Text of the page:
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East Street (Restaurant)

Picture of East Street in Fitzrovia, London

3-5 Rathbone Place, Fitzrovia, London, W1T 1HJ
Cuisine: Asian
Tel: Not on file | Email to East Street | Transport: Tottenham Court Road | Write review

East Street Review

Best for: Asian ambience; Asian-inspired cocktails.

Great: reminiscing of travelling-years long gone.

My Christmas stocking this year included, amongst other things, two Jamie Oliver cookery books, a pasta pot and pasta roller, a Rick Stein cookery book, a pestle and mortar, and some tea towels. I sense a theme here?

It’s not, as you might first imagine, my family’s way of telling me to get in the kitchen more often, but because of my complete infatuation with food. My current obsession is the cuisine that hails from South East Asia, and I’m more than happy to while my time away chopping exotic sounding herbs and spices to create dishes I’ve recently acquired a taste for.

However, my recent forays into cooking Asian cuisine – plus my recent trip to Singapore, Bali and Malaysia - means I’m aware of how the food should taste, and how it shouldn’t. Quintessentially, South East Asian food should be spicy. It should zing in your mouth. It should be fresh, light, aromatic, sweet and sour, all at the same time. I’m not afraid of these flavours, so why should anyone else be?

A new South East Asian restaurant has opened in town. In a city saturated with South East Asian restaurants, East Street promises something that should buck the trend: alternative dishes hailing not just from Thailand but from places further flung, such as Korea, Singapore, Indonesia and Malaysia. The food is sold as no-frills street food, a daring concept in a city that now prides itself on its burgeoning street food culture. I had high expectations.

East Street is a spin-off from the northern Tampopo chain, and the restaurant venue has been overhauled in an apparent attempt to distance itself. Neon signs hang from the ceiling, exposed pipes run the length of the restaurant and benches run the width. It’s light, airy, and there are interesting things to look at on the walls such as ticket stubs and flyers of well-known Asian sights. They proved a talking point between my partner and I as we reminisced about our recent trip to that much-loved-by-us corner of the world.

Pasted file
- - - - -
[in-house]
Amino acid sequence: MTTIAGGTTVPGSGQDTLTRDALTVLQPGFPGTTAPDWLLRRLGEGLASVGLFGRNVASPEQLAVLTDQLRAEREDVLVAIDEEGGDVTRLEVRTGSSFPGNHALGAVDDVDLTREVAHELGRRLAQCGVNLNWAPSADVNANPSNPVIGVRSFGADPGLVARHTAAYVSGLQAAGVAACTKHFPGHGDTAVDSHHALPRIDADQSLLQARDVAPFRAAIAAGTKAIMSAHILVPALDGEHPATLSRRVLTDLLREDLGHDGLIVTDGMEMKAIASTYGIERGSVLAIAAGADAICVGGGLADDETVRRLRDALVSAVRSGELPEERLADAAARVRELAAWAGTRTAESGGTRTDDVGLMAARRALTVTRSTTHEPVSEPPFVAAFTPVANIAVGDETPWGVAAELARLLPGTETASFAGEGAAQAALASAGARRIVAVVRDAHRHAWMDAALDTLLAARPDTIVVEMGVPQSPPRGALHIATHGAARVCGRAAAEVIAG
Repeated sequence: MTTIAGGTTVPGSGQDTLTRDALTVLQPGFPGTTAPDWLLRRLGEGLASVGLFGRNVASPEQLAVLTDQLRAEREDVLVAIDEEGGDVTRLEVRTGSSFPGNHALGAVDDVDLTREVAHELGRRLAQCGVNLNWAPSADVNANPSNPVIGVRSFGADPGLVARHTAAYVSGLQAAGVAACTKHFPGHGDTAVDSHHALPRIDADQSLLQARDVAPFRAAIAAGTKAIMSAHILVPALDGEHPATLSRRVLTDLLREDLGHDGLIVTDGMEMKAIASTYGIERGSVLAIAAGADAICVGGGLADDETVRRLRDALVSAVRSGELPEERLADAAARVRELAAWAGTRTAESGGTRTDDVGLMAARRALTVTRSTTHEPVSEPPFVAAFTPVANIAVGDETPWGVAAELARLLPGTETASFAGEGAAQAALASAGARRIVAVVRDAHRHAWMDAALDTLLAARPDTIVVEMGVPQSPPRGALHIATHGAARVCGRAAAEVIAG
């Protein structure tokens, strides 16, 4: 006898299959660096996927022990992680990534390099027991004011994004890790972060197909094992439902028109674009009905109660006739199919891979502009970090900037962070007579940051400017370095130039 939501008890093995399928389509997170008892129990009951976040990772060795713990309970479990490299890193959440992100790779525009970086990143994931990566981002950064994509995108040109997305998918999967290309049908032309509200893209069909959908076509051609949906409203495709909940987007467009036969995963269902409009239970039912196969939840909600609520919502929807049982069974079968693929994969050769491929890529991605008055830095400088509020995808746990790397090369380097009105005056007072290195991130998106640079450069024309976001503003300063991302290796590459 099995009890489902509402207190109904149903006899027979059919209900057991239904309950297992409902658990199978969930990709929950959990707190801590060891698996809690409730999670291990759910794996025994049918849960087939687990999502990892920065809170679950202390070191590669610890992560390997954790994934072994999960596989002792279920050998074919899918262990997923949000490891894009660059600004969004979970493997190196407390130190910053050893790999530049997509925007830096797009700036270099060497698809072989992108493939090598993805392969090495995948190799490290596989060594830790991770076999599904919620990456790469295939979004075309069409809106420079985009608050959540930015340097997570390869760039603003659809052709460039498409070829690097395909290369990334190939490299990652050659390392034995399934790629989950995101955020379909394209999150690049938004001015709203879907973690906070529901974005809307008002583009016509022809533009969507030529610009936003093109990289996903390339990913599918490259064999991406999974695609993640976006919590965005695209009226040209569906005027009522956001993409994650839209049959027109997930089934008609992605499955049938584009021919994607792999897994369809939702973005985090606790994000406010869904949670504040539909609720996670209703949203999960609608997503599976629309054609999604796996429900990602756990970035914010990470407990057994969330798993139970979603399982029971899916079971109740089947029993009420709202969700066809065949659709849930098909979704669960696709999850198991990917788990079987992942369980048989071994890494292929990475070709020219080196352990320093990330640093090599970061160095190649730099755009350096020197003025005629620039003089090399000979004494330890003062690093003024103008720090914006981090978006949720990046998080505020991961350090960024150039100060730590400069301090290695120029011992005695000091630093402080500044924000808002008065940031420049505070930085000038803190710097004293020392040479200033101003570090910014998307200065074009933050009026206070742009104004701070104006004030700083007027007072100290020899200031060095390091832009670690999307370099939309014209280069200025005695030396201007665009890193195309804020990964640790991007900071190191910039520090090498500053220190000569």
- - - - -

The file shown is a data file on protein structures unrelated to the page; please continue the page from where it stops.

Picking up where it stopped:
The menu is plentiful. Perhaps too plentiful. I ummed and ahhed my way through three separate waitresses before I made my mind up. I steered clear of the Sangsom rum and coke (cleverly served in a bucket with two straws and the option of a Red Bull shot, to emulate the Thai cult classic) because of shuddering bad memories of being violently ill in Thailand. I decided instead to try the Lemongrass Mule cocktail, a heady blend of vodka, ginger beer, fresh lime and lemongrass. It had a punch, which I needed and enjoyed in equal amounts.

Onto the food, and this is where my night, a night that had the potential to lift to an impressive crescendo, instead deflated. The menu had promise! It had spunk! It had everything I wanted in a South East Asian street food menu! So what went wrong?

The starters were outstanding. The Tampopo Platter - Vietnamese fresh rolls filled with vegetables, prawns and glass noodles; Japanese griddled Gyoza dumplings; Korean Bulgogi grilled beef served with Kimchi pickled salad; Thai coconut prawns; Malaysian satay (the best peanut sauce this side of Kuala Lumpur); and Tod Man Khao Pod corn fritters with a chilli dip – was great, inventive, fun, and the dips were packed full of flavour. But that’s where the fun stopped, unfortunately.

My main of Penang curry lacked the oomph of chilli that the two-chilli warning on the menu seemed to suggest. It promised to be one of the hottest curries they serve. I like my chilli, but there was nothing. It was cooked nicely, sure. The chicken was moist but the sauce was too creamy and stodgy for my liking. It was crying out for some fish sauce, some lime juice, some chilli, some something.

The Som Tam salad, a papaya salad and a favourite of mine, again lacked the necessary ingredients to lift it from a below-average dish. I was desperate to ask for some lime juice. And where were the dried shrimp, so important in the salad for flavour and texture? They just weren’t there. There wasn’t even the option of adding various seasonings from the table, as again, they were missing. All Asian restaurants offer fish sauce, soy and chilli sauce at the table; except East Street, it seems.

My partner was slightly more successful (or just less fussy) with his choice. His main of Ga Xao Xa Ot - Vietnamese stir fried chicken, carrot and green pepper - again lacked that crucial thud of chilli, but there was more flavour in it and it was altogether fresher and lighter and more similar to how Vietnamese food should really be.

I got the feeling I was being catered for as a Westerner, as someone not knowledgeable about South East Asia cuisine. And in a city so involved with Asian food, East Street was treating its customers with kid gloves. East Street is a squeeze of lime juice, a splash of fish sauce and a whole heap of chilli away from being the inventive, fun and interesting restaurant it could be.
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East Street Opening Hours

Monday: 12:00pm - 11:00pm Friday: 12:00pm - 11:30pm
Tuesday: 12:00pm - 11:00pm Saturday: 12:00pm - 11:30pm
Wednesday: 12:00pm - 11:00pm Sunday: 12:00pm - 10:30pm
Thursday: 12:00pm - 11:00pm    

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Venue ID: 23000

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